iSixSigma

The Weakest Link

Last week I spent an evening at the local emergency center with my mom. The experience reminded me of the old saying: “You are only as good as your weakest link.” And here’s why. . .

When I walked into the emergency center I was immediately accosted by a huge poster focused on customer service which promised that we would been seen in thirty minutes or less. :) Hmmm I thought, this may be interesting to watch. After a brief check-in we waited about ten minutes before being screened and were immediately shown to a room in the back. (Wow – I thought to myself. I wonder if these folks are doing Six Sigma.) Within the next hour, the doctor stopped by, a knee x-ray was taken and a very nice lady came by to officially “log us in.” Things slowed down a bit and we were advised that nothing was broken but that a steroid shot was needed and that it had been ordered from the pharmacy. OK – bring it on. . . OK – bring it on . . . Hello – is anyone out there?

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Two hours later I stepped up to the front desk to inquire about the prescription. The front desk was very quick to tell me that it was the pharmacy’s fault – “they were the hold up.” The pharmacy – in this case also known as the weakest link – had successfully turned this WOW experience into an OW experience. After a total visit time of five hours and ten minutes, we were finally on our way home.

The experience reminded me that the customer doesn’t really care whose ‘fault’ it is. Suck it up and take responsibility for your process. If you are part of the process then you are part of the process. No matter how good you think your piece of the process performs, the customer feels the whole process and in the end – you are only as good as your weakest link.

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Although great improvement in parts of the overall process had been made, it still needs more work. My suggestion for immediate action would be to take down the customer service poster flaunting quick and excellent service. You wouldn’t want any of your patients to die laughing on their way out.

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Comments 4

  1. Ian Furst

    In an emerg department time to initial assessment is an important KPI (if you’re having a heart attack you shouldn’t be left sitting for 2 hours) but not a particularily important indicator of client satisfaction. In our clinic we’ve found that (at consultation) if people are in the clinic longer than 50min it negatively impacts on intention to follow-through (eg. satisfaction). Therefore we define a “failure” in service terms as keeping the patient in the clinic longer than 50min for a basic consultation. I’ve blogged in more detail on it here .

    The bottom line is that client satisfaction should be judged from the clients point of view. They don’t really care about when there first assessment is (unless they’re having a heart attack) but they care dearly about how long they’re in the emergency department.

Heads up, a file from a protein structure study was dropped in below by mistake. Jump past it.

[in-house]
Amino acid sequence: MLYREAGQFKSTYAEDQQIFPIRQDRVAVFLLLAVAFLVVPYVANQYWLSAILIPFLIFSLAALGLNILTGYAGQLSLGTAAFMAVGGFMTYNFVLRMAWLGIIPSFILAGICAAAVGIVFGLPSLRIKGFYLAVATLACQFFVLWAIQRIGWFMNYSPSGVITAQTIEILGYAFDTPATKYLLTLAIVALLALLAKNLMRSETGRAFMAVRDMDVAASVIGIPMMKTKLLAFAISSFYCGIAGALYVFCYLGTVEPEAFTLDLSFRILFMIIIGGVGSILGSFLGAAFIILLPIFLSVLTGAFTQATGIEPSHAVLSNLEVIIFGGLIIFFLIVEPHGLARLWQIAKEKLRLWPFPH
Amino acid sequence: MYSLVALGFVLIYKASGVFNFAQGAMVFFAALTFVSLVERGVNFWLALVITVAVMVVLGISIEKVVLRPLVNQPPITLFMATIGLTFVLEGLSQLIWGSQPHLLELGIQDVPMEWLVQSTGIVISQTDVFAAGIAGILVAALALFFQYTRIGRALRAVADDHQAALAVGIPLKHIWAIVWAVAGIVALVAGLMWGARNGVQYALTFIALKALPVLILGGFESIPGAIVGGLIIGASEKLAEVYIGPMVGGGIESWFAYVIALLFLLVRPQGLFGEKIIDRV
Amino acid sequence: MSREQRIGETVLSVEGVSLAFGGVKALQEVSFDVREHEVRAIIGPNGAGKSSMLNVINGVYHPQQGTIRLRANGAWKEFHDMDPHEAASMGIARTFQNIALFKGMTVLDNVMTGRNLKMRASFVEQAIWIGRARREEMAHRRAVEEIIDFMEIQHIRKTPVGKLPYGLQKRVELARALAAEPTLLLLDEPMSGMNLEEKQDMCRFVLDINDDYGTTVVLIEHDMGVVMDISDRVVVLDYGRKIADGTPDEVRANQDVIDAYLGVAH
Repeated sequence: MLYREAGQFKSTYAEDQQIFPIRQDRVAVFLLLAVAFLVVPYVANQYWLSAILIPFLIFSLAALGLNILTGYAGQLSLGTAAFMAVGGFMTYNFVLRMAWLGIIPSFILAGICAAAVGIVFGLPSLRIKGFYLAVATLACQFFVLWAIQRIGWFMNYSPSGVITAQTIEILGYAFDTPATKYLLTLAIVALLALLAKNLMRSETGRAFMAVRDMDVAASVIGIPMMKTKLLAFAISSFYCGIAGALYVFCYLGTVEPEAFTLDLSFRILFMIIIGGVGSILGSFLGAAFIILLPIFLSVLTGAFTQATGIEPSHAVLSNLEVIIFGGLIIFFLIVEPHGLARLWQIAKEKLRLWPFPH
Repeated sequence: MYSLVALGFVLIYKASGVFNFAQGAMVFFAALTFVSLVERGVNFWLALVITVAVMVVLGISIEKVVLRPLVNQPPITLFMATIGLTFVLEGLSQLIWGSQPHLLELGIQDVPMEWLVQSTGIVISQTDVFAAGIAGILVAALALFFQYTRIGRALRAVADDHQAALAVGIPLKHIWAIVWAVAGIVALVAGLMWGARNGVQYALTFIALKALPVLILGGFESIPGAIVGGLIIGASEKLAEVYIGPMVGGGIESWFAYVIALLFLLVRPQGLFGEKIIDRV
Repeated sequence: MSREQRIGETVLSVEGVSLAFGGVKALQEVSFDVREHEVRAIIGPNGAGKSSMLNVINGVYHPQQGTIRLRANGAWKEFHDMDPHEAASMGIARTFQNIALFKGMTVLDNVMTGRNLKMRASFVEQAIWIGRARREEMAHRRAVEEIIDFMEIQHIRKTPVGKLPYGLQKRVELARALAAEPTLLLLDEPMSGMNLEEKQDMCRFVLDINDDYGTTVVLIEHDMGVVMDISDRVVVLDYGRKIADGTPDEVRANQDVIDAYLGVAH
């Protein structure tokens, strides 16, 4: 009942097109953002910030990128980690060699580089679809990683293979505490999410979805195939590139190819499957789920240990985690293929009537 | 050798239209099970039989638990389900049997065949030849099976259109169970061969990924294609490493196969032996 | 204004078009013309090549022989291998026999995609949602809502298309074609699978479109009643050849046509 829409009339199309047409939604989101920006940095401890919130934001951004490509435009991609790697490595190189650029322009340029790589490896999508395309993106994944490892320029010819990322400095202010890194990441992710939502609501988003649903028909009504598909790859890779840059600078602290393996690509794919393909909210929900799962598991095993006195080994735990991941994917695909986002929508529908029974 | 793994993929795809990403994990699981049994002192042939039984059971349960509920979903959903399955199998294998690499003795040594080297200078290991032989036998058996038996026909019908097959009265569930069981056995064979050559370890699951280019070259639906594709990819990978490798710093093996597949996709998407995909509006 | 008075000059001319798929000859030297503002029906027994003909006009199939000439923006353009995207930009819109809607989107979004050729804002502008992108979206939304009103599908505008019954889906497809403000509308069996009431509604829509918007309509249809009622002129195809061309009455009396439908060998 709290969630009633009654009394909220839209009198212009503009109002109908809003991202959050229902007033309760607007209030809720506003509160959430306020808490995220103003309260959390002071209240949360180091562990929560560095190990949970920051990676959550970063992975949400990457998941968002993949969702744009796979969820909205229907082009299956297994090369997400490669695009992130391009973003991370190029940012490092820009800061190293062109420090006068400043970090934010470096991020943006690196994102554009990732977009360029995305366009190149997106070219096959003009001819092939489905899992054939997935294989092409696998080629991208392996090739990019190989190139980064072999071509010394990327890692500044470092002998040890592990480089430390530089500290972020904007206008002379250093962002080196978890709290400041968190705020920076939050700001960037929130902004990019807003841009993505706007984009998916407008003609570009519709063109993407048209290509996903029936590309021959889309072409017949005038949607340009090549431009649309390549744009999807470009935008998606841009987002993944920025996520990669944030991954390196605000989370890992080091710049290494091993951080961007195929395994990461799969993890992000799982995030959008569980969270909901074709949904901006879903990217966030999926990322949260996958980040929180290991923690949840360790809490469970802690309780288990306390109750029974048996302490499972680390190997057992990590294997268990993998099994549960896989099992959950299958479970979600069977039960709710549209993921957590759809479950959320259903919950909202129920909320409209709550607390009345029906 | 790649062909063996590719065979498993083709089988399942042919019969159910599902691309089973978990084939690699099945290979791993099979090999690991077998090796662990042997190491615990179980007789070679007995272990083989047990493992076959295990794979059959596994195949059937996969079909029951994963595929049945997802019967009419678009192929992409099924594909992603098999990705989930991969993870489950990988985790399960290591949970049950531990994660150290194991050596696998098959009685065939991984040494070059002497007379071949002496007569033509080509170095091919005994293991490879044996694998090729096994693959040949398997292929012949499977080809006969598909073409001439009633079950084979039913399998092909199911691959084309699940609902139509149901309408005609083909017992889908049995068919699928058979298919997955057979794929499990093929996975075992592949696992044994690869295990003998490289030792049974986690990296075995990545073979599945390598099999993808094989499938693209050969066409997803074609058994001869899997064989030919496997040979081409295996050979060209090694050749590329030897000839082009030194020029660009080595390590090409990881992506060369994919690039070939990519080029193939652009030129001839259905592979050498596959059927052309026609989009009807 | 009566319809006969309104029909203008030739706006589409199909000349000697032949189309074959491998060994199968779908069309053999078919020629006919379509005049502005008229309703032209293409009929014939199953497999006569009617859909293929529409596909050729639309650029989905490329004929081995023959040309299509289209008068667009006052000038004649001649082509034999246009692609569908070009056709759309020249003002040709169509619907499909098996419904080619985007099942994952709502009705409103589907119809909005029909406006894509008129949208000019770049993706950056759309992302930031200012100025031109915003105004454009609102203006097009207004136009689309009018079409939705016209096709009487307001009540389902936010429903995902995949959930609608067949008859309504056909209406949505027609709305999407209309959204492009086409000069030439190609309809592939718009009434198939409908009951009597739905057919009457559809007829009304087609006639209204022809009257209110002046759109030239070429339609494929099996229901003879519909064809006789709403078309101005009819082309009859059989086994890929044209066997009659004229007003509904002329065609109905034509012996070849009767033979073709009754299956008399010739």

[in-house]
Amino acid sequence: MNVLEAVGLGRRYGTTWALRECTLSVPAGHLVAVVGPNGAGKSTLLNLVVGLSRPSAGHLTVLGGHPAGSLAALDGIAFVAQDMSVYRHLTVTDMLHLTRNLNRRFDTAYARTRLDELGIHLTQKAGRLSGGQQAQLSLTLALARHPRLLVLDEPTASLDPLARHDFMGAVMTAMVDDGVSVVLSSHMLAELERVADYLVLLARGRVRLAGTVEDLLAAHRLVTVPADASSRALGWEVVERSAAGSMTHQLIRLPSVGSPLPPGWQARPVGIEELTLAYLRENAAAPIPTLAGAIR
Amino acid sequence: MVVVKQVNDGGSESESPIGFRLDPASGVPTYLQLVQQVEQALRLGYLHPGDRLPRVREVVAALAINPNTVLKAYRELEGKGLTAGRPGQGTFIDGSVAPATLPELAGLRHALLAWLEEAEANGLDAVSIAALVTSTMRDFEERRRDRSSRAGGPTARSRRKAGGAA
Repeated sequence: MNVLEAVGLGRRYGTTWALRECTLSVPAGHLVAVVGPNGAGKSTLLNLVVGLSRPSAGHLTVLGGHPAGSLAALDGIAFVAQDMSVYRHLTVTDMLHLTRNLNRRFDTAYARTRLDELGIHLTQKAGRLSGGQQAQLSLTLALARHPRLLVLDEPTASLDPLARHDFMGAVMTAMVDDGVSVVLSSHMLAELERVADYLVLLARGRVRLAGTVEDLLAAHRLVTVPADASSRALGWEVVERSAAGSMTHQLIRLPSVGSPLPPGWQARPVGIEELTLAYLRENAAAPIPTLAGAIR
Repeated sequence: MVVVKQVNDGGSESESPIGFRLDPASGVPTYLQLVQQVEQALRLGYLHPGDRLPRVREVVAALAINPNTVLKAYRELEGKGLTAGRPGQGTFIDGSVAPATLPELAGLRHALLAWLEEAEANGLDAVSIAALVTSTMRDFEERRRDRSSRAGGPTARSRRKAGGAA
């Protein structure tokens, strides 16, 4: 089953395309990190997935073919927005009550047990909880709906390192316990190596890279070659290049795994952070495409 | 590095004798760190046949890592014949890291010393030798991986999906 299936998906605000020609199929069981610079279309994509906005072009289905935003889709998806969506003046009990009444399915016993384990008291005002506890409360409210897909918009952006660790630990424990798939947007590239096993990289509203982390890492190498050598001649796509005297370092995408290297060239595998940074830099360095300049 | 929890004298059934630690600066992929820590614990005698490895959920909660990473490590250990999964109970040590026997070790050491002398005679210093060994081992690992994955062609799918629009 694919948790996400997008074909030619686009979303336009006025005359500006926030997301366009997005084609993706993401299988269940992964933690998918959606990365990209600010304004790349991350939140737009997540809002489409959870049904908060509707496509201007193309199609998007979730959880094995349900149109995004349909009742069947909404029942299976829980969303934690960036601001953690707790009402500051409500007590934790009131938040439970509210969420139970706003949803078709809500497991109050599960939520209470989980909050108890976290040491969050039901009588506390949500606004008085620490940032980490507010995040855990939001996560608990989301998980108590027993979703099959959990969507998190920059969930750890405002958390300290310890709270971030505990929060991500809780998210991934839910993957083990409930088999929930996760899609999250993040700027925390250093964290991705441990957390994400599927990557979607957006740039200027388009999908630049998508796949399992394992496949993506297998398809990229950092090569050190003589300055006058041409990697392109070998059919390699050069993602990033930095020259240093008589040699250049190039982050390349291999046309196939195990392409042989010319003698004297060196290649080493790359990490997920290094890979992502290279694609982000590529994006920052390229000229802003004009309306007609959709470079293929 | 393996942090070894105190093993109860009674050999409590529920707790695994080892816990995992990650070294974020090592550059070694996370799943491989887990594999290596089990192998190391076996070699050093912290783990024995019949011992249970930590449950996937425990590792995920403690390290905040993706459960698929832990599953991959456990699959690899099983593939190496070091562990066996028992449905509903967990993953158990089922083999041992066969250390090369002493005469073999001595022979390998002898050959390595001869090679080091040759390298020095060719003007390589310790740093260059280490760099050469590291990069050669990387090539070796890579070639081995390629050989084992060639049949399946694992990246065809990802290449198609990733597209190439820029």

I also don’t think it was the pharmacies fault — a good emerg would have realized it was taking too long and called down to get the prescription a lot sooner. Hope you’re mom’s feeling better. Ian.
    http://www.waittimes.blogspot.com

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  2. michael cardus

    weakest link – is often viewed and known by the employees inside the system. If you just asked the front desk they would tell you immediately, as they did that is was the phara. fault. This view is not helpful to the employee satisfaction chain. Many companies that use 6 Sigma encourage or even force their partners and suppliers to implement some 6 sigma practices because it is a chain. Not a kink in the chain.

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  3. Bob Yokl

    Gianna,

    What time and day of the week were you in the ER?

    It would be interesting if you told us how big the hospital was and what type of hospital it was as well. I think that makes a big difference. If you are in a large University Teaching Hospital or in a small Critical Access type of Hospital.

    Not making any excuse but I am wondering about staffing levels that would be required on hand for your visit but that would be based on the type of hospital.

    In many cases people are a little rough on Hospitals such as a small Critical Access Hospital in my wife’s home town but they must realize that you are lucky to have a hospital there to cover your needs. As opposed to not having a critical access hospital and you having to drive an hour or so to the closest hospital.

    A big hospital…I would say no excuses but wonder as you go down the scale. Hospitals are 24/7 but in reality they are more like 12/7 so anything after 6pm may take a bit longer unfortunately because hospitals have to manage their labor budgets accordingly.

    They probably didn’t need the PR but you may have walked in on the 1st or 2nd day of their new Lean Six Sigma initiative to reduce wait times too—you really don’t know. Not defending them but I have been to a small 150 bed hospital with a similar poster plastered all over their ER, deliver less than 20 minutes on a few occasions with situations with my own wife. But, we happened to walk in on what I would call off times too. Even well run Restaurants have people waiting from time to time.

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  4. rajesh

    I liked your article

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